Lately there has been a lot of extra-terrestrials in the news.
Last month, astronomers announced that they had 'spotted' a planet 20 light years away from Earth that appeared to have many of the characteristics of a life-sustaining planet. The name of the planet is Gilese 581g. This is the first Earth-like planet found in another solar system that could have the conditions necessary for life as we know it.
Also last month, a group of seven retired air force officers held a press conference and claimed that during their time of service, they witnessed Unidentified Flying Objects disabling nuclear missiles. Of late, UFO's have even been sighted at O'Hare airport.
Reputable research has always found that close encounters are usually experiences best left to science fiction, conspiracy theorists, and cuckoos. But, the strange subject does bring up interesting faith questions. Seton Hall Professor David Opderbeck wonders how theology and faith changes if we indeed discover life outside of Earth. Opderbeck writes:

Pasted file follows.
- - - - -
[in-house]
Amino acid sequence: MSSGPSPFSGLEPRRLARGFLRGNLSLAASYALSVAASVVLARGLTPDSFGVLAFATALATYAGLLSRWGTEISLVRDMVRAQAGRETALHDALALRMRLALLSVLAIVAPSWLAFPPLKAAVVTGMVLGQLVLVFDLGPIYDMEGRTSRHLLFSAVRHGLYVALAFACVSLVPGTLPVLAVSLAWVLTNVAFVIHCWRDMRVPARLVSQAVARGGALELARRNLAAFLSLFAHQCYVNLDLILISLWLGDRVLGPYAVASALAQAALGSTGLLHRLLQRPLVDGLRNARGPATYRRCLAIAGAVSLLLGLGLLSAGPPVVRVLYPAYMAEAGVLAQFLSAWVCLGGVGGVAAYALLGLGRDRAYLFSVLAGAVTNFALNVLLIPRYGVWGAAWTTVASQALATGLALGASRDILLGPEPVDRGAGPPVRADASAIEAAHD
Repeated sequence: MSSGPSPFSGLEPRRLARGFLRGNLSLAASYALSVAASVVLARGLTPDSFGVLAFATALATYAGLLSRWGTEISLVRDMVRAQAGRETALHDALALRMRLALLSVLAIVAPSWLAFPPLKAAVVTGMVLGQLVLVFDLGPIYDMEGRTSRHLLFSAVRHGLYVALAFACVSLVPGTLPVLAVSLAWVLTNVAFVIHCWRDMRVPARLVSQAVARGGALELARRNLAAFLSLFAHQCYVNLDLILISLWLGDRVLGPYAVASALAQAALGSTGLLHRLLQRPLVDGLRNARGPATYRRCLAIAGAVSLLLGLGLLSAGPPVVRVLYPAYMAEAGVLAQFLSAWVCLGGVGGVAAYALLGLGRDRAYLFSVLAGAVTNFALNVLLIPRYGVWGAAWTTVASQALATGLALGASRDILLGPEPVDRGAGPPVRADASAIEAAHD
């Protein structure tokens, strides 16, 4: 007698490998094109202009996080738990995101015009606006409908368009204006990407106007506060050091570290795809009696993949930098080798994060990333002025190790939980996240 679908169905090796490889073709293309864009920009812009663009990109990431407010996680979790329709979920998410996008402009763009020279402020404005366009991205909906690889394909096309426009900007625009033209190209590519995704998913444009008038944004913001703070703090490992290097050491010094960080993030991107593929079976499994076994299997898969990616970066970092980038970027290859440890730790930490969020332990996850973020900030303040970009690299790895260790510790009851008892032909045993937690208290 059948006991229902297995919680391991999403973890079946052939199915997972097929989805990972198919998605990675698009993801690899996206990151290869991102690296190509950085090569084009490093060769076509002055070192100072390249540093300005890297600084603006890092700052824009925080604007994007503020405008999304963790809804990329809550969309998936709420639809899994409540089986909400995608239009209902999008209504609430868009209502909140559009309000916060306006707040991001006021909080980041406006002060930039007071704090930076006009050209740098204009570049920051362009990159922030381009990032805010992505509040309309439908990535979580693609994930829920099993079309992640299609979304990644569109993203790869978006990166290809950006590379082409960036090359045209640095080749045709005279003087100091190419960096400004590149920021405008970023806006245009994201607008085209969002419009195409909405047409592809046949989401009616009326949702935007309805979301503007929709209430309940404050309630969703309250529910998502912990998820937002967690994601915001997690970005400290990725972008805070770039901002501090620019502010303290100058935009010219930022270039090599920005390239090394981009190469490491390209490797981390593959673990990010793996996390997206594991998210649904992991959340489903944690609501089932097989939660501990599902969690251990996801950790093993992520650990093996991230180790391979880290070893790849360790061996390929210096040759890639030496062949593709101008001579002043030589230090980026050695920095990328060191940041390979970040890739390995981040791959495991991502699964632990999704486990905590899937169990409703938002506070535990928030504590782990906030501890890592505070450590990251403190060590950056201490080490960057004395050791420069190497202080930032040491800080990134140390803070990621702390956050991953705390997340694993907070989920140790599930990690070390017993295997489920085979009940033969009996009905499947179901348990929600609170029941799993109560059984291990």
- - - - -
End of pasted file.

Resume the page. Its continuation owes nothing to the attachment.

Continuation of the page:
Such discoveries have the potential to upset Christian theology. We assume that the Biblical picture places humanity at the pinnacle of creation. Psalm 8, for example, affirms the exalted place of human beings in the order of creation. Notice, however, that even in Psalm 8, there are “heavenly beings” that occupy an order higher than humanity.
Where are we at in the universe? Are we alone? Are we the ultimate being or are there higher life forms out there? What does your faith say about all this and how could new discoveries affect your faith?
Join us for an out of this world conversation Thursday night at Short's Brewing, 7pm!